In Part 1 I wrote about the abuse that many salesreps are subjected to in sales training classes. I also provided sales reps' training rights and responsibilities.
Based upon ESR's research, here are some explanations of why salespeople are subjected to that abuse:
- Sales management chose a trainer or training company (1) they engaged with before, in another job, or at another time, (2) who was recommended by a colleague, (3) whose webinar they recently attended, (4) whose book they just read, or (5) who advertises regularly in the trade magazines. In other words, no evaluation took place.
- Sales management didn't take the time to have their training (and vendor) requirements defined. If, in the classroom, there is a heterogeneous group of participants with experienced and new reps, or perhaps a mixture of reps who sell different types of products into different markets, or reps from different countries, or reps of different generations, there is going to be a big challenge. If it is not managed properly, the program will be irrelevant to half the audience half the time-or worse.
- There is no foundation methodology and related processes around which the training is centered, so the training consists of random selection of unrelated skills and tips. Some of those skills may help your reps win some business, some of the time. But in the long term, there is no lasting benefit. ESR has statistics on that, if you'd like.
- The sales training vendor did not provide a competent facilitator, because the sales training buyer didn't understand that not only does the curriculum have to be carefully specified, but so do the skills, experience and temperment of the facilitator.
- The training program content was not relevant to the sales reps' jobs because the sales training buyer never really compared needs versus the vendor's offering. Their program may have come off the shelf, or have been designed for customers in another industry. Maybe it was just out-of-date.
- There was inadequate (or no) educational design. The content may have been relevant, but it was not delivered to your reps in a way that would promote learning that lasts. An example would be facilitators that lecture 100% of the time, with no interactivity, or individual or group exercises or workshops. Or facilitators that believe they are entertainers rather than conduits for learning. Or no post-program reinforcement. You get the idea.
- Management felt that training was the right thing to do, but wasn't really behind it.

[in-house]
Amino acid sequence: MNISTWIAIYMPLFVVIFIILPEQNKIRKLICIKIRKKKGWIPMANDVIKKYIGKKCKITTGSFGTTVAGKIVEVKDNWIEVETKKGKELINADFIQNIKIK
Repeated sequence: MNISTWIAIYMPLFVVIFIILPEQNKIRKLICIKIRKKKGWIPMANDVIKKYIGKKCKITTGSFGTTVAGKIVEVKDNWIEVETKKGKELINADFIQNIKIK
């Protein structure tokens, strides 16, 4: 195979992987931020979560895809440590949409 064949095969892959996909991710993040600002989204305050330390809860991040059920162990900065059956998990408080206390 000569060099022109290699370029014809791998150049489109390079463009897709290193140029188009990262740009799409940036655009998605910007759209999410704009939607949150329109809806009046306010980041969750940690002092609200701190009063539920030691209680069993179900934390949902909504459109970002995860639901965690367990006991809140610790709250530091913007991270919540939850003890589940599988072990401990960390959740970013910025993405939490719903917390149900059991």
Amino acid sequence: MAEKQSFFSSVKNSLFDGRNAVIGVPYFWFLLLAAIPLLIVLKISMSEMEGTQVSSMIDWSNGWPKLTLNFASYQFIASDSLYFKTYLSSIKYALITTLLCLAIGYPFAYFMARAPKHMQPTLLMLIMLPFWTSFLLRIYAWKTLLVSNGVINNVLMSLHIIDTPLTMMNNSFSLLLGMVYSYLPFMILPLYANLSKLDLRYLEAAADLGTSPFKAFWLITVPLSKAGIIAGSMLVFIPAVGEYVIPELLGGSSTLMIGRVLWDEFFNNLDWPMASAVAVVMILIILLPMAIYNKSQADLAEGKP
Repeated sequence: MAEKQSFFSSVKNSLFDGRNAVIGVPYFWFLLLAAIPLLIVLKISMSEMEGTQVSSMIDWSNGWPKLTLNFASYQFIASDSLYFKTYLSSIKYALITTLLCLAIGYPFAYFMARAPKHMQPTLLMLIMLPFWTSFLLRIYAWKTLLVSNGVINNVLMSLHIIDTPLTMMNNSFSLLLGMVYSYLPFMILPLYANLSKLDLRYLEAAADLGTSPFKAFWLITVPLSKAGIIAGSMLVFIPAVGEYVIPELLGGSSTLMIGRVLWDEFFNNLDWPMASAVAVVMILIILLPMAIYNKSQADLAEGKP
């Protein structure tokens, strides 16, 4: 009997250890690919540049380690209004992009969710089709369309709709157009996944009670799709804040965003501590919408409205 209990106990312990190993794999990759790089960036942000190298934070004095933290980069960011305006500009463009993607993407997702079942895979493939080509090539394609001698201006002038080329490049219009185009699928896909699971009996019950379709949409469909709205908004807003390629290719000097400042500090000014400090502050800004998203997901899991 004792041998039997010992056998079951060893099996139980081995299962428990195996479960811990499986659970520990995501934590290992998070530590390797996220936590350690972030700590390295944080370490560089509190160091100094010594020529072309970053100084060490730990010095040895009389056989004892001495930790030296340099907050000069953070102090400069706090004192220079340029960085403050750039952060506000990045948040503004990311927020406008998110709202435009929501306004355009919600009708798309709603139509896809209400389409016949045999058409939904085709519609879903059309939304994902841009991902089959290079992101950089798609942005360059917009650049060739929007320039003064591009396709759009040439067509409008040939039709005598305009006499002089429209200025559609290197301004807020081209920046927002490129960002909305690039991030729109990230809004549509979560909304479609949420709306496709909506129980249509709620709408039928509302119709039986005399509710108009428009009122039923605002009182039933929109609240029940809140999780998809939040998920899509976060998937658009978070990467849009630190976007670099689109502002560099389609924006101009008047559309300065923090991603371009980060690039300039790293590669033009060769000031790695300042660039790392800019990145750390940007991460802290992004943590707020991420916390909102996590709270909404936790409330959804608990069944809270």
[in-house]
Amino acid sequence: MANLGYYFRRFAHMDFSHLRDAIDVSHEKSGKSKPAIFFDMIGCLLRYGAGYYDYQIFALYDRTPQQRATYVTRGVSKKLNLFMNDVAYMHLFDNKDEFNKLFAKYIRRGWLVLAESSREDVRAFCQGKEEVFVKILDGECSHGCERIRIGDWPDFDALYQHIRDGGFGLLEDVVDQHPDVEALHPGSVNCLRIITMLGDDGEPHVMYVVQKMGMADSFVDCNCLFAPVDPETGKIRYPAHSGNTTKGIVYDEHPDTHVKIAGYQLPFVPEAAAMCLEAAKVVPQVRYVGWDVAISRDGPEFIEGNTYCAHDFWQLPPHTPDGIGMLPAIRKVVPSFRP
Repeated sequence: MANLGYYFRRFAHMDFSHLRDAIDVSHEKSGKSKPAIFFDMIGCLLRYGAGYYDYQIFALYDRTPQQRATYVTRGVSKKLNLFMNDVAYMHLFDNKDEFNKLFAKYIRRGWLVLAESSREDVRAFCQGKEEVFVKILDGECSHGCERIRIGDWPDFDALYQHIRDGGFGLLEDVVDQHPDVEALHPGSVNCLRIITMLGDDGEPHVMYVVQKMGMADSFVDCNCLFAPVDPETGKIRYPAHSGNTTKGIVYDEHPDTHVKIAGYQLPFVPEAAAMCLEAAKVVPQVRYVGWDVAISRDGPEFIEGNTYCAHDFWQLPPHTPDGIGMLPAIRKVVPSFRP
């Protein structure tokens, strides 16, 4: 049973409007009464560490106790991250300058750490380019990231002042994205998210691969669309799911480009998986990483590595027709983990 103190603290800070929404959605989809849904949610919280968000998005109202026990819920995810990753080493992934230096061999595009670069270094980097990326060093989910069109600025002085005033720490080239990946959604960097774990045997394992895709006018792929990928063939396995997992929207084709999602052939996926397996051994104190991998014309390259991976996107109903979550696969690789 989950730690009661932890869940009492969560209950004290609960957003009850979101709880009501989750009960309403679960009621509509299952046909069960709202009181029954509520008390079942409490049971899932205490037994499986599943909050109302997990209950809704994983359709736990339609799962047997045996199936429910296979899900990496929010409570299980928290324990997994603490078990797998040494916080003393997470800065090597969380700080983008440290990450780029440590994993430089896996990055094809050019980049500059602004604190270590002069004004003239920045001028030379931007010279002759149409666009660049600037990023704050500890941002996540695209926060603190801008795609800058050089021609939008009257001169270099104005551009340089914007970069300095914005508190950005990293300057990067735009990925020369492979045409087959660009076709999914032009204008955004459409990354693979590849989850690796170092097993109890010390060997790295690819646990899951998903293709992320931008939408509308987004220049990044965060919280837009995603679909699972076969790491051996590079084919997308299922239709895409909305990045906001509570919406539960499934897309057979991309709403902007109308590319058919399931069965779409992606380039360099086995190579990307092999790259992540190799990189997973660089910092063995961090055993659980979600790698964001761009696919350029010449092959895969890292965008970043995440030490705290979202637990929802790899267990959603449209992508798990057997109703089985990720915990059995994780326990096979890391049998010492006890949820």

- There wasn't a strategic plan to get and keep the sales team tooled for the tough job they have.
What should you, as a sales leader, do?
Here is a bit of advice (this is what I do for a living...):
- Understand that professionals (think pilots, doctors, realtors, teachers, nurses, accountants, etc.) need ongoing education. If you don't think your salespeople do, you're probably wrong.
- Understand that pragmatic sales processes and the training that supports their use is good for you, and your sales team, not bad.
- Start focusing on specific areas where your team needs a bit of formal process. For example, are they having trouble qualifying buyers or are tasked with cold calling but don't have a script? Once you figure out what the process is, get them trained on its use. Then support them through it becoming a habit.
- From now on, take the time and effort to find the right vendor to provide sales training for your team. There are many hundreds of terrific trainers. Keep in mind that the best fit for you may not be one of the well-known companies. It could even be someone you've never heard of.
- Invite one or two of your most respected reps to join a one-time steering committee to get this sales training thing done right, once and for all. It's time out of the field, but the return on their time should be significant.
- Get yourself (or someone you delegate) to explore the proven new approaches to sales training. For example, a blended training approach (classroom, individual, self-directed e-learning) will probably offer more for your team than the traditional three days at the Holiday Inn conference room.
Getting sales training right is very tough. It's not like training someone to answer a support call or balance the books. Many companies try, but get it all wrong. Too small a percentage have really figured it out. That's why I founded ESR.
Take the first step in leaving your competition behind by accepting the responsibility to drive a formal, well-funded and supported sales performance improvement/sales training strategy within your company.
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